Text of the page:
ACA, hospitals win as health focus helps Dems flip House
- Democratic takeover of House of Representatives in Tuesday's midterm elections kills any lingering attempt by Republicans to repeal the Affordable Care Act. That threat, and in particular potential loss of protection for pre-existing conditions, propelled many newcomers to run on the Democratic ticket, and some were successful.
- Other winners include healthcare providers such as HCA, LifePoint Health and Universal Health Services, given their footprints in three red states that expanded Medicaid.
- After Medicaid expansion passed in three states Medicaid managed care companies such as Centene, Molina, UnitedHealth and WellCare also come out on top.
Healthcare issues took center stage in the fight over Congress and they appeared to help Democrats most.
For some, running on the promise to protect pre-existing conditions was the antidote to President Donald Trump's appeal. But for others, deep in red territory, touting healthcare was not enough.
Still, Democrats' House win will prevent major legislative changes. Democrats will be able to swat down any attempts at repealing the Affordable Care Act, but it's unlikely Congress will stitch together repair efforts for the ACA, either, Height warns.
The debate over drug pricing is likely to dominate Congress next year, it being one issue where Trump and Democrats can come together.
With Democrats in control of House committees, Height analysts said, "we anticipate drug pricing hearings that highlight increasingly high drug prices and out-of-pocket costs and how the Administration’s proposals fall short of delivering enough savings for patients. But we do not expect legislation to upend the current drug pricing system."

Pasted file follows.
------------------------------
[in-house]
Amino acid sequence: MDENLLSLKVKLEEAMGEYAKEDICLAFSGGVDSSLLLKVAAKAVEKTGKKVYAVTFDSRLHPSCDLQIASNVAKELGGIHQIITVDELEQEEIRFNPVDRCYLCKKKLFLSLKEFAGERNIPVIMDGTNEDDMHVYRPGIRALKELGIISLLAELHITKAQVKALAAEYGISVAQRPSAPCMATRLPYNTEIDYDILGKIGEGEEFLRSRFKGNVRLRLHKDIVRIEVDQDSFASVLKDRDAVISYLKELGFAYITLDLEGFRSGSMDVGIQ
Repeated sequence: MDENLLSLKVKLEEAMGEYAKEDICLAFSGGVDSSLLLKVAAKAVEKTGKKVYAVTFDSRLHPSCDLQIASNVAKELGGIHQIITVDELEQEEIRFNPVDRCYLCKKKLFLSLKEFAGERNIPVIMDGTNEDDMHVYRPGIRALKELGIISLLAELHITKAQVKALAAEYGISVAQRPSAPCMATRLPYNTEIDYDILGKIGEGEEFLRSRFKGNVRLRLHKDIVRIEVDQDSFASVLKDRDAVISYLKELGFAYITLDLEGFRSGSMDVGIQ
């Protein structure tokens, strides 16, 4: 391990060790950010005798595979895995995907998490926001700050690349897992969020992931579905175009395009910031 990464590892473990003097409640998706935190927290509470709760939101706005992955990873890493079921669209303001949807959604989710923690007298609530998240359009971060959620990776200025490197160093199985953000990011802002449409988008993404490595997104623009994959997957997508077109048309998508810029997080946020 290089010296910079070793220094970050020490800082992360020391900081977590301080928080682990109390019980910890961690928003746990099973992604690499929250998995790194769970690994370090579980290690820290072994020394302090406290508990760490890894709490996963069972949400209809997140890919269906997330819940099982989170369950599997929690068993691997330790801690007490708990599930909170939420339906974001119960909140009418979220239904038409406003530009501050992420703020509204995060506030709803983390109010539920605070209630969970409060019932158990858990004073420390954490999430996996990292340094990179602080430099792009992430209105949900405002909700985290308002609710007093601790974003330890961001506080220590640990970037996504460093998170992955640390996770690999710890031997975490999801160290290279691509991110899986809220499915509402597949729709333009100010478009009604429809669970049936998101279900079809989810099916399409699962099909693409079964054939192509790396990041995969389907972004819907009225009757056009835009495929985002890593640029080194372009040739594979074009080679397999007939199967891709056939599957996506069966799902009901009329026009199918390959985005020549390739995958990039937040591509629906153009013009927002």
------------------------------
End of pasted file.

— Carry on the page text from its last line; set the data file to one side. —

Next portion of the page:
The main healthcare issue that dominated airwaves prior to the election was the promise to keep pre-existing protections.
The protection was part of President Barack Obama's signature health law, and is one of the most popular provisions of the law. It's estimated that nearly 102 million Americans have a pre-existing illness.
The Trump administration has undermined protection for pre-existing conditions by allowing more short-term plans, which are exempt from ACA requirements, to be sold to consumers looking for pricing relief. Couple the expanded short-term plan availability with throwing out the ACA's individual mandate penalty and that sends otherwise healthy shoppers away from the ACA marketplace, leaving the risk pool with potentially sicker, more expensive consumers.
His administration, along with state attorneys general, also are fighting to overturn the law, including the protections for pre-existing conditions. Democrats went on the offensive this campaign cycle using the Texas lawsuit as a way to convince voters to oppose Republicans.
Missouri Attorney General Josh Hawley, the Republican challenger to Claire McCaskill, the state's Democratic senator, was one of 18 attorneys general to join the lawsuit to overturn the ACA, a ruling that has yet to be handed down.
Hawley ultimately defeated McCaskill in Tuesday's election.
Yet, there were upsets in primarily red districts elsewhere, in which healthcare played a pivotal role.
Lauren Underwood, a 32-year-old black nurse, ousted Republican Randy Hultgren from his seat.
She ran almost exclusively on healthcare in a district that is 86% white, according to the Chicago Tribune, representing the far western suburbs of Chicago. Illinois' 14th Congressional District was once held by Dennis Hastert, the longest-serving Republican speaker of the House.
Rosemarie Day, founder of Day Health Strategies, said it's no surprise so many women won. Many ran on healthcare and women "champion" the issue, she said.